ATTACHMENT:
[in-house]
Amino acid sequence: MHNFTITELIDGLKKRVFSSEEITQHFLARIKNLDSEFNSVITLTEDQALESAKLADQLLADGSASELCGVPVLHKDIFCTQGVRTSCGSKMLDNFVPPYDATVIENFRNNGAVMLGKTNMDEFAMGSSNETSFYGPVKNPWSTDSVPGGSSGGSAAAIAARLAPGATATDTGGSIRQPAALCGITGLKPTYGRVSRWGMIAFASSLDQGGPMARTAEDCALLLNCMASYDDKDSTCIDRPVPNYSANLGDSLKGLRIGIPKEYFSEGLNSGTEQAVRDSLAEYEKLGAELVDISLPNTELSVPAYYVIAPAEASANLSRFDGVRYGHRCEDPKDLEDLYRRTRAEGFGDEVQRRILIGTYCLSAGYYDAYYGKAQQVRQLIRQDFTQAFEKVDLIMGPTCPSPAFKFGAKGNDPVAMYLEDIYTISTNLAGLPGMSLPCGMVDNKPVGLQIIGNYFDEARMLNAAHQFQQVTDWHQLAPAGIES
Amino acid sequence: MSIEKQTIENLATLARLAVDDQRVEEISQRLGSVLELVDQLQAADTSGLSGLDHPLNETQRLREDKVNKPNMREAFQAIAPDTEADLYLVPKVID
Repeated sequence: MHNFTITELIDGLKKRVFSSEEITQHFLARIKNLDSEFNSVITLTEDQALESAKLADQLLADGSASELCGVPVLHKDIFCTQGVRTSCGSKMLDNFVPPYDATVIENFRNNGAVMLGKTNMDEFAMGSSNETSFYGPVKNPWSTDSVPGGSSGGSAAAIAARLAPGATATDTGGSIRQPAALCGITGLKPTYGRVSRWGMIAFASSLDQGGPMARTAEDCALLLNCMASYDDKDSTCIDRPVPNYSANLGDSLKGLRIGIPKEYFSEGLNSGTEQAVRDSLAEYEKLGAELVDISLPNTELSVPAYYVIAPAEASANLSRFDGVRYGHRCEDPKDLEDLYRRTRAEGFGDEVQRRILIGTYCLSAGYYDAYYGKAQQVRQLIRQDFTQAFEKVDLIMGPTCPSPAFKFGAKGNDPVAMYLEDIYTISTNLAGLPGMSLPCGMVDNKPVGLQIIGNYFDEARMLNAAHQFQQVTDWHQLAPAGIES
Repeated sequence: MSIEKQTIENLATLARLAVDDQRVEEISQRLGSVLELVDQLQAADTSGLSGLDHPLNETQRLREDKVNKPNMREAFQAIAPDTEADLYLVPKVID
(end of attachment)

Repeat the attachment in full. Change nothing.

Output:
[in-house]
Amino acid sequence: MHNFTITELIDGLKKRVFSSEEITQHFLARIKNLDSEFNSVITLTEDQALESAKLADQLLADGSASELCGVPVLHKDIFCTQGVRTSCGSKMLDNFVPPYDATVIENFRNNGAVMLGKTNMDEFAMGSSNETSFYGPVKNPWSTDSVPGGSSGGSAAAIAARLAPGATATDTGGSIRQPAALCGITGLKPTYGRVSRWGMIAFASSLDQGGPMARTAEDCALLLNCMASYDDKDSTCIDRPVPNYSANLGDSLKGLRIGIPKEYFSEGLNSGTEQAVRDSLAEYEKLGAELVDISLPNTELSVPAYYVIAPAEASANLSRFDGVRYGHRCEDPKDLEDLYRRTRAEGFGDEVQRRILIGTYCLSAGYYDAYYGKAQQVRQLIRQDFTQAFEKVDLIMGPTCPSPAFKFGAKGNDPVAMYLEDIYTISTNLAGLPGMSLPCGMVDNKPVGLQIIGNYFDEARMLNAAHQFQQVTDWHQLAPAGIES
Amino acid sequence: MSIEKQTIENLATLARLAVDDQRVEEISQRLGSVLELVDQLQAADTSGLSGLDHPLNETQRLREDKVNKPNMREAFQAIAPDTEADLYLVPKVID
Repeated sequence: MHNFTITELIDGLKKRVFSSEEITQHFLARIKNLDSEFNSVITLTEDQALESAKLADQLLADGSASELCGVPVLHKDIFCTQGVRTSCGSKMLDNFVPPYDATVIENFRNNGAVMLGKTNMDEFAMGSSNETSFYGPVKNPWSTDSVPGGSSGGSAAAIAARLAPGATATDTGGSIRQPAALCGITGLKPTYGRVSRWGMIAFASSLDQGGPMARTAEDCALLLNCMASYDDKDSTCIDRPVPNYSANLGDSLKGLRIGIPKEYFSEGLNSGTEQAVRDSLAEYEKLGAELVDISLPNTELSVPAYYVIAPAEASANLSRFDGVRYGHRCEDPKDLEDLYRRTRAEGFGDEVQRRILIGTYCLSAGYYDAYYGKAQQVRQLIRQDFTQAFEKVDLIMGPTCPSPAFKFGAKGNDPVAMYLEDIYTISTNLAGLPGMSLPCGMVDNKPVGLQIIGNYFDEARMLNAAHQFQQVTDWHQLAPAGIES
Repeated sequence: MSIEKQTIENLATLARLAVDDQRVEEISQRLGSVLELVDQLQAADTSGLSGLDHPLNETQRLREDKVNKPNMREAFQAIAPDTEADLYLVPKVID